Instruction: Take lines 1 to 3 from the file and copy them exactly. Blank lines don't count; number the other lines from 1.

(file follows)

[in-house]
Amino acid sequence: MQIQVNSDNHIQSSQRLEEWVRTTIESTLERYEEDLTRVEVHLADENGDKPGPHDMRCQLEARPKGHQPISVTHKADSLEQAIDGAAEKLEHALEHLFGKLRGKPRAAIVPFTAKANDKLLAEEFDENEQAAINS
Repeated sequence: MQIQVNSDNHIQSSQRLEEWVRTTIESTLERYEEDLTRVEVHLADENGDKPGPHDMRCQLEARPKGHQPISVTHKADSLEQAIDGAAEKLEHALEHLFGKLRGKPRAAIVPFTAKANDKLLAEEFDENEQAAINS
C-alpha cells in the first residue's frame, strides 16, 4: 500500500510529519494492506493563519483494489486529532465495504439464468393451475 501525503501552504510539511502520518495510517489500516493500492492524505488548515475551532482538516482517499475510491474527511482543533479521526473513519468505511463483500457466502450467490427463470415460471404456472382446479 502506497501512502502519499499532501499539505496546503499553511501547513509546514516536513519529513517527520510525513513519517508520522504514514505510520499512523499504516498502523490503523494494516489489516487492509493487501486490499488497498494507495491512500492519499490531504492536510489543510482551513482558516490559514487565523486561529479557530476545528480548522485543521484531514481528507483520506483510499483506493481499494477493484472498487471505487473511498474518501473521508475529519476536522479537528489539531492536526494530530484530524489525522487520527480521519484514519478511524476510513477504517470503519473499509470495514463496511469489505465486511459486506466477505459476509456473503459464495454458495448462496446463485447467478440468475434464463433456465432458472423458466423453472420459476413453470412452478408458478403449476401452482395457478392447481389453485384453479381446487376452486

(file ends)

[in-house]
Amino acid sequence: MQIQVNSDNHIQSSQRLEEWVRTTIESTLERYEEDLTRVEVHLADENGDKPGPHDMRCQLEARPKGHQPISVTHKADSLEQAIDGAAEKLEHALEHLFGKLRGKPRAAIVPFTAKANDKLLAEEFDENEQAAINS
Repeated sequence: MQIQVNSDNHIQSSQRLEEWVRTTIESTLERYEEDLTRVEVHLADENGDKPGPHDMRCQLEARPKGHQPISVTHKADSLEQAIDGAAEKLEHALEHLFGKLRGKPRAAIVPFTAKANDKLLAEEFDENEQAAINS